Sorption and dissolution of bare and coated silver nanoparticles in soil suspensions-Influence of soil and particle characteristics
2015 (English)In: Journal of Environmental Science and Health. Part A: Toxic/Hazardous Substances and Environmental Engineering, ISSN 1093-4529, E-ISSN 1532-4117, Vol. 50, no 9, 891-900 p.Article in journal (Refereed) Published
The increasing use of silver nanoparticles (AgNPs) in consumer products triggers the need for investigations that improve the understanding of their chemical transformations upon environmental entry. Such knowledge provides crucial information for toxicological studies and risk assessments. Interactions with the soil compartment need to be explored as there are evident risks of the dispersion of both AgNPs and of released Ag ions/complexes present in wastewater-treated sludge that is distributed onto agricultural land. The dissolution and fractionation in solution of bare (AgNP-bare, noncoated) and coated AgNPs (AgNP-coat, stabilized with two nonionic surfactants, polyoxyethylene glycerol trioleate and Tween 20) were investigated after 4 and 48h in suspensions of one sandy and one clayey soil of different pHs (3.3, 5.2). Parallel experiments were performed with soil suspensions spiked with easily soluble AgNO3. Silver in the water phase was separated in a dissolved fraction (mainly Ag ions/complexes) and a particle fraction (mainly AgNP/agglomerates/Ag adsorbed on organic matter) by means of ultracentrifugation. Bare AgNPs were nonstable and dissolved to a significantly larger extent in the sandy soil mixture compared to coated AgNPs. The concentration of dissolved Ag (ions/complexes) in the water phase was similar in the case of bare AgNPs and AgNO3 (at pH 3 and 5.2) after 24h in sandy soil, which implies a high degree of dissolution of bare AgNPs (50-100%). In contrast, approximately 50% of the coated AgNPs remained in the water phase after 48h of equilibration in the sandy soil at pH 5.2. The clayey soil had a significantly higher sorption capacity of Ag compared with the sandy soil, as Ag in the case of coated AgNPs was only detected in the water phase of pH 5.2 (<1 % of added Ag). Ultracentrifugation was proven more efficient compared with microfiltration to separate the dissolved Ag fraction (ions/complexes) and the particle fraction (AgNPs/agglomerates) of the water phase. This fractionation is not a measure of any potential toxicity.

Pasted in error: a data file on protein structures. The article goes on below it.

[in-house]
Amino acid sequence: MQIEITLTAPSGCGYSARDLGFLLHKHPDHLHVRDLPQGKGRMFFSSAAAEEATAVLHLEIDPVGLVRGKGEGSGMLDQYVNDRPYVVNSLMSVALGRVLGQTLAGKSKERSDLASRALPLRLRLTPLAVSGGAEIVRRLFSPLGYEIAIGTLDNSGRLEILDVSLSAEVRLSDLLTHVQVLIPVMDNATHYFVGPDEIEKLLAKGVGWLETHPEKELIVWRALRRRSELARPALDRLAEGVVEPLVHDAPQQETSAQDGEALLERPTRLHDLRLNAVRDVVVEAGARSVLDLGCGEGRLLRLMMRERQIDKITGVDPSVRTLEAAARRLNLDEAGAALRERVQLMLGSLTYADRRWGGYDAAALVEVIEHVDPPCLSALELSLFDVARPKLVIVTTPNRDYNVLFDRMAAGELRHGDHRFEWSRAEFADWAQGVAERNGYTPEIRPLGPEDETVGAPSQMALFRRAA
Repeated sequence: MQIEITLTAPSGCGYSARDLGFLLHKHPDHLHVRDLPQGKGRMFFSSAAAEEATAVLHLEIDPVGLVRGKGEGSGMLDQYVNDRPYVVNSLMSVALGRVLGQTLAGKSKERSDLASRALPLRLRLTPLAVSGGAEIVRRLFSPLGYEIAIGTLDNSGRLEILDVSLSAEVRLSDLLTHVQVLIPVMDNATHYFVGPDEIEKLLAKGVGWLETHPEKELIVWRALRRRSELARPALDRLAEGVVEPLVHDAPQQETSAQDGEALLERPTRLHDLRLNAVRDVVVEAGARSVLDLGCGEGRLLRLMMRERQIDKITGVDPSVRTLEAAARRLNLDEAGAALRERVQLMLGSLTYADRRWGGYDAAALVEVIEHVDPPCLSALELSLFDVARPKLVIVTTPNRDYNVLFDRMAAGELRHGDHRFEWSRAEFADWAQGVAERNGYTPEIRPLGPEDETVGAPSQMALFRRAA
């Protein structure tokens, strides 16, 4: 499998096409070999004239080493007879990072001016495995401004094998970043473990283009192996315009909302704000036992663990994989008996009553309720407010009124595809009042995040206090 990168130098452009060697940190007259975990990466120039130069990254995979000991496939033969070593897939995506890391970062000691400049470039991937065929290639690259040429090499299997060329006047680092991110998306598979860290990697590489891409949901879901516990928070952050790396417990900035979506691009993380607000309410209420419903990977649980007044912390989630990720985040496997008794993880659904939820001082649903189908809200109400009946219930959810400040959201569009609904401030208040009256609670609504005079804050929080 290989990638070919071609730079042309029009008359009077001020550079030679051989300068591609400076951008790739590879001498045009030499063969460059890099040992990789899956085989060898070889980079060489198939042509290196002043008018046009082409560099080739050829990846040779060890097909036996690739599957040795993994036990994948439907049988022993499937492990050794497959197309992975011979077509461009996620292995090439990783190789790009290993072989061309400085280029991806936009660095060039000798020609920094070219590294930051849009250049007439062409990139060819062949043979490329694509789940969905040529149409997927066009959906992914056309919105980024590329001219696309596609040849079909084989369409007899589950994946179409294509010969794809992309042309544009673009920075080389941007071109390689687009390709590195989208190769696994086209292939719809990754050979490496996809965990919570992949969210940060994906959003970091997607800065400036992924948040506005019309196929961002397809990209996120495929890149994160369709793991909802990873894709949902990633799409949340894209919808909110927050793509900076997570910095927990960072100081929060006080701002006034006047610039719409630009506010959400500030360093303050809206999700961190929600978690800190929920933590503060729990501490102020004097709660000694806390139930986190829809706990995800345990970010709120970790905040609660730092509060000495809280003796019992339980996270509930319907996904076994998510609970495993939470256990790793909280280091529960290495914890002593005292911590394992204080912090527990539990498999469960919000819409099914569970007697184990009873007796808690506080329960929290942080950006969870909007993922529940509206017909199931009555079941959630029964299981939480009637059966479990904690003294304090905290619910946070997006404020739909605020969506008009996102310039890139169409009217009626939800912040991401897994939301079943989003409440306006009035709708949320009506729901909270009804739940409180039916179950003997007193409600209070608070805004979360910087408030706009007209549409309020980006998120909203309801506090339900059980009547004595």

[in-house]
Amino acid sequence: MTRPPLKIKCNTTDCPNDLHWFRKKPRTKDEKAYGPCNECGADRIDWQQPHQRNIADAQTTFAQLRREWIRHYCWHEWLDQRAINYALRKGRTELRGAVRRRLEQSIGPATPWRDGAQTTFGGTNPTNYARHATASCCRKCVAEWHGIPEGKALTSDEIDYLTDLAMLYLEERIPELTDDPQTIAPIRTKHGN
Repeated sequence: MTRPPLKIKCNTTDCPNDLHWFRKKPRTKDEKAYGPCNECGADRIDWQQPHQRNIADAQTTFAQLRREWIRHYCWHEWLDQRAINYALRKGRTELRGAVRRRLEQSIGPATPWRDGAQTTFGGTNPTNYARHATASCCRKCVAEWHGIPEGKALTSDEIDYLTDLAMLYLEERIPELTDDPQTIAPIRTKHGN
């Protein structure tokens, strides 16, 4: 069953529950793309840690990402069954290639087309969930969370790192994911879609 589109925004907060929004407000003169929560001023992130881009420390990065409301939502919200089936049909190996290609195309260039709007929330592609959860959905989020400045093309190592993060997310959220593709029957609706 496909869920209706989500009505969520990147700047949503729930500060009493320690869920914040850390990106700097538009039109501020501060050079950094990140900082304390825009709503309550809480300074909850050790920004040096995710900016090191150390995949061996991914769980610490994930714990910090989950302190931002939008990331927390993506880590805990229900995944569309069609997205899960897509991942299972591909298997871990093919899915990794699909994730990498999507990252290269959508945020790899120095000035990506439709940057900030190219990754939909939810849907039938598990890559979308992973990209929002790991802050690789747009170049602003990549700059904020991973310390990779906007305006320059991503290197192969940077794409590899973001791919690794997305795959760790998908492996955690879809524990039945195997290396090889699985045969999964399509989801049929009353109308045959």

Place, publisher, year, edition, pages
2015. Vol. 50, no 9, 891-900 p.
microfiltration, dissolution, soil, silver nanoparticles, Absorption spectroscopy, ultracentrifugation, sorption
IdentifiersURN: urn:nbn:se:kth:diva-170669DOI: 10.1080/10934529.2015.1030271ISI: 000356296200001PubMedID: 26061202ScopusID: 2-s2.0-84931034672OAI: oai:DiVA.org:kth-170669DiVA: diva2:840144
QC 201507072015-07-072015-07-032015-07-07Bibliographically approved